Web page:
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Discussion Starter #1 (Edited)
To all trades that go into building a house -

You know how in commercial projects they usually seem to build men's and women's bathrooms right next to each other, back to back sharing the same wall and plumbing I would guess in order to reduce costs?

What things have you learned through experience that could reduce the cost of a house while not compromising on the quality. Say if you were able to look at preliminary plans and make suggestions for changes that would go into the final drawings?

Or in details, like ordering Hardy board pre-stained to benefit a net savings since you wouldn't have to paint it after installing it.
 

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Mike, I can see a real can of worms being opened here. "If you were an architect, what would you do differently?"
Are you planning on selling this info?
Let's roll with it and see what happens. I'll chime in later.
 

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Very interesting. When I move it would be neat to find a place with a shower and coffee pot in between the truck that’s parked next to my bed. :cheesygri
 

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I work with new construction, and I have always found it a good idea to place the laundry room upstairs with the rest of the bedrooms so there is easy access to all the rooms when the laundry is done.
A bonus would be if the laundry had a door that accessed the master WIC.
 

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I suppose that we are not to discuss 1,000 sq. ft. bathrooms with Roman tubs, 600 sq. ft showers w/his/hers entrances and 40 shower heads and 1.6 gal. per flush toilets?
 

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From my understanding of your post I gather that you are talking about production changes rather than design, and if so then pre-glued floor joist for the sub-flooring to adhere to or (saves the one man with the glue gun out in front of the Advantech layer), water piping that has hot and cold back to back in one stick, keep power entrance close to kitchen, make sure all subs are completely finished and do not return before doing final punch-out, have three fingers of Glenn-livit EVERYmorning before work whether you want it or not, make it six, visit every job every day or twice a day, and oh yeah, no changes...yeah right.
 

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And I forgot, if your house has 140 recessed can lights for mood lighting this number can probably be reduced.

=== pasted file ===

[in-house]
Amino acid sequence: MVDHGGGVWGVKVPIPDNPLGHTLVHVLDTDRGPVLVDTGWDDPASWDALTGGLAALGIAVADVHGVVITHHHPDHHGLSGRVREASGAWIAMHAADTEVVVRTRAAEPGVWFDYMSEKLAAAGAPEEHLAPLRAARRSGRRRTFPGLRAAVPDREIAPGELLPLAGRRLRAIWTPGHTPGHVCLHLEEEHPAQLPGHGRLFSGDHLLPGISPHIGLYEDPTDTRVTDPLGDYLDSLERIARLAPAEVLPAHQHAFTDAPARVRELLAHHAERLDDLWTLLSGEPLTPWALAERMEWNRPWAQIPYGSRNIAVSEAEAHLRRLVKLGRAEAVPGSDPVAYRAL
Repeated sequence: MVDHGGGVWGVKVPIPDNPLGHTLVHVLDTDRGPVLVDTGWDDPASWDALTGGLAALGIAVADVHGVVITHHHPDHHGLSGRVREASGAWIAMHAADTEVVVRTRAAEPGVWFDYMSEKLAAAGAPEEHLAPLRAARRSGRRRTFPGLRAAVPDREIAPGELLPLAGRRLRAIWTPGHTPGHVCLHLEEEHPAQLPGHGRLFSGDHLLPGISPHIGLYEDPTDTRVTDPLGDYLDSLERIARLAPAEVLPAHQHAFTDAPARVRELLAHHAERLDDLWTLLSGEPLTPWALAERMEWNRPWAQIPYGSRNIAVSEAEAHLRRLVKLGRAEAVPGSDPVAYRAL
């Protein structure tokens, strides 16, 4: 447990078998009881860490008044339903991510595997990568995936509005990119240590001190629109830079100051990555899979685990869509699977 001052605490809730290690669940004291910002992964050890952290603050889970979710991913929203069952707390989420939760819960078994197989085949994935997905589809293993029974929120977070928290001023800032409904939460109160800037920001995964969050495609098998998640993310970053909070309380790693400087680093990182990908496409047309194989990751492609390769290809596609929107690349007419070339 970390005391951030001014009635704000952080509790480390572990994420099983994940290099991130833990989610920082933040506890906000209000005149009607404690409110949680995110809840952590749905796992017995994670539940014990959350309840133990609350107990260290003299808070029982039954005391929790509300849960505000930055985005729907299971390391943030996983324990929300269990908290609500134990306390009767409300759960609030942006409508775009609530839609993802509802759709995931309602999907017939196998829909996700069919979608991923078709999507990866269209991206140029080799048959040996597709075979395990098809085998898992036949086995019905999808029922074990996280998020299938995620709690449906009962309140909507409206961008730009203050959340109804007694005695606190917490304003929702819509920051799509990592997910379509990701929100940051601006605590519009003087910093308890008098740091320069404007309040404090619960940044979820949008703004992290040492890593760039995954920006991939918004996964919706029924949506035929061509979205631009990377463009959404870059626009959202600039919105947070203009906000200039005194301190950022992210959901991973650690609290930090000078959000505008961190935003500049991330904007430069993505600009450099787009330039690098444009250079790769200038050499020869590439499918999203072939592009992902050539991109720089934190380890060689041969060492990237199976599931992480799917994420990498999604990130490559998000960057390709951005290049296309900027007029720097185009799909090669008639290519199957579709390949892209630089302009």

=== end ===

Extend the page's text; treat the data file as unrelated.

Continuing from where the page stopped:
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New construction? Don't bother calling me until the roof is all framed and all penetrations are installed, and all brick surfaces which will require flashing are installed.

If the job is truly 100% ready I can probably finish in one day, but new construction usually requires 3 return visits because the builder doesn't care about my schedule.
 

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If you can find any info on DiVosta homes, check it out. It's the most efficient company that I have ever seen. These folks have turned homebuilding into an artform.
 

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Discussion Starter #10 (Edited)
Florcraft said:
I work with new construction, and I have always found it a good idea to place the laundry room upstairs with the rest of the bedrooms so there is easy access to all the rooms when the laundry is done.
A bonus would be if the laundry had a door that accessed the master WIC.
That makes sense. In some high dollar homes, I have seen a laundry room on each floor now.

But your comments are a design issue and not a cost saving issue, unless I am missing how an upstairs laundry room would be a cost saving design versus a 1st floor one?

What about new construction in regard to flooring? What have you learned that you could pass on? For instance if the plan showed hardwood floors in the foyer and into the dining room, and tile in the 1st floor bathroom and kitchen, let's say that 60% of the 1st floor was going to not be carpeted, could you see an advantage for the builder to go to say 1 1/4 subfloor throught 1st floor instead of 3/4 and avoid installing underlayment for the tile and hardwood and get a net savings? This example is probably full of holes but just to use it as a way to help you understand what I am looking for.
 

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Discussion Starter #11
sentry said:
and if so then pre-glued floor joist for the sub-flooring to adhere to or (saves the one man with the glue gun out in front of the Advantech layer),
What does pre-glue mean? Are you talking about gluing the subfloor in addition to nailing or something else?
 

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Discussion Starter #12